Isn’t that just a gauzy-flakout?

I know, you all can see right through it…

I need to write anyway, because it helps me to process and it also helps others to understand. Instead of spending so much time surfing Facebook about the latest atrocity or victory, maybe I could dial it in a little more close to home.

Thanks for being here, everyone. I graduate with my BA in three weeks; I hope that part of my pre-graduate school life can include sharing in here and reading more of my favorites listed in my blogroll as well.

love*love*love

small circles

One thing I’ve recently absorbed, is that nearly everything really does change. With the exception of lack of sleep (which is a big deal), many of Emma’s challenges have morphed. Even slight change leads to new feelings of elation and at times desperation. But hey – at least its a new desperation.

It’s forcing me to come to new alignments with parenting, patience, positivity and hope. I mean – to really internally register that “XYZ” won’t be  in its exact same form forever is liberating. I know that there are certain actions that we, as parents of a child with autism, may have to deal with on a long-term basis. But I’m focusing on all of those other things…

I think the trick to “the allowing” is to do your best to SHHHHHH- fear responses. I’ve found that I try to protect myself from further disappointment by fearing the worst. That “XYZ” will NEVER change, that it will get worse, that it will be bigger and heavier and stronger than ever. This same protective fear doesn’t allow me to appreciate when things lighten in a certain area. I sometimes don’t even see my little reprieves, because I’m fearful of it changing back – or turning into something WORSE.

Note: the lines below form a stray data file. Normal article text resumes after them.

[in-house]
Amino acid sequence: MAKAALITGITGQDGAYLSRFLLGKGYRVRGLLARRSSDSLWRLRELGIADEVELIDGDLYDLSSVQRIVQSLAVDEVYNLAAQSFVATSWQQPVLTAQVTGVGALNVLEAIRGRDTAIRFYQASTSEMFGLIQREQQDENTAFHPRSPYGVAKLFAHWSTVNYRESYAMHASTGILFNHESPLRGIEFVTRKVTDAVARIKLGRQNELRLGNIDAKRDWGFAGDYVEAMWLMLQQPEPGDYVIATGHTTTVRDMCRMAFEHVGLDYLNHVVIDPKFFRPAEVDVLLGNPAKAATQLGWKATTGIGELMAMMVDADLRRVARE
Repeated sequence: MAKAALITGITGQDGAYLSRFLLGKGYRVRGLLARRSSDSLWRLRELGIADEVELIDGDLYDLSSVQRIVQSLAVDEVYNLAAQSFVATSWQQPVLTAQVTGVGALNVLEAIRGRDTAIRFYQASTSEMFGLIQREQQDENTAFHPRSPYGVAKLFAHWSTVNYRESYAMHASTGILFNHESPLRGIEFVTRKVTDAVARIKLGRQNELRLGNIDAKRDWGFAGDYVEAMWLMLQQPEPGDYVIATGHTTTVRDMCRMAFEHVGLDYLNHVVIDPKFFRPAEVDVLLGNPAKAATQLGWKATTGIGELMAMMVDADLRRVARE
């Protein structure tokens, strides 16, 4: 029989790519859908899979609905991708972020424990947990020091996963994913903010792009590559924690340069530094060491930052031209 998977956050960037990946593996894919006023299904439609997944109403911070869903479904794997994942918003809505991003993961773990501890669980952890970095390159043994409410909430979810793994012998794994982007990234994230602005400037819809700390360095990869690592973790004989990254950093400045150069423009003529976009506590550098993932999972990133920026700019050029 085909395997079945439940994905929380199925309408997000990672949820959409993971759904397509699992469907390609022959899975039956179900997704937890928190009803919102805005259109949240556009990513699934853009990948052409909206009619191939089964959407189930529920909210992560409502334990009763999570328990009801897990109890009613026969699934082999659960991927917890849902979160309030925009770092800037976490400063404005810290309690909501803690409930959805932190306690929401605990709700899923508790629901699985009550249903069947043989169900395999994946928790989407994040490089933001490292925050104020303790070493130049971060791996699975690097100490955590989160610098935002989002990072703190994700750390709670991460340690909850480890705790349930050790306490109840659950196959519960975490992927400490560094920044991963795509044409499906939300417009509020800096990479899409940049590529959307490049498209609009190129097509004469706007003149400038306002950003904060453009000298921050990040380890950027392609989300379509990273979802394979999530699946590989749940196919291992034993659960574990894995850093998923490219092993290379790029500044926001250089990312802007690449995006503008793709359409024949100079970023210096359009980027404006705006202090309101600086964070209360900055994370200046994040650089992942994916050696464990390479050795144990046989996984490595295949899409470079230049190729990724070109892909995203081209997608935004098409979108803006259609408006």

Here’s a funny example: Emma went from wearing only dresses and sometimes pants, to suddenly only wearing stretchpants (leggings). This has become very problematic. After about 6 months of this, I went ahead and got rid of a bunch of new jeans I’d gotten her. Why wait? Several weeks later, she suddenly wanted to wear JEANS. Of course, right?!?! I found myself just fearing that she’d go to ONLY wearing jeans, and not any of the 900 new pairs of leggings we’d gotten her. I saw $$$, I saw fits, I saw my daughter refusing to wear another pretty dress.

But this new little voice speaking let me know that it’s all right – – It’s okay to enjoy progress. It’s okay to celebrate her victories. It’s okay to take a big, HUGE  >>sigh<< of relief that a behavior might be going away, however momentary.  There are always new challenges. But I’m discovering that preparing myself for future challenges by NOT enjoying current victories is really short-changing and ineffective.

NOT that any of you ever do that, with your autistic child, typical child, or any other part of your life. Heh-heh!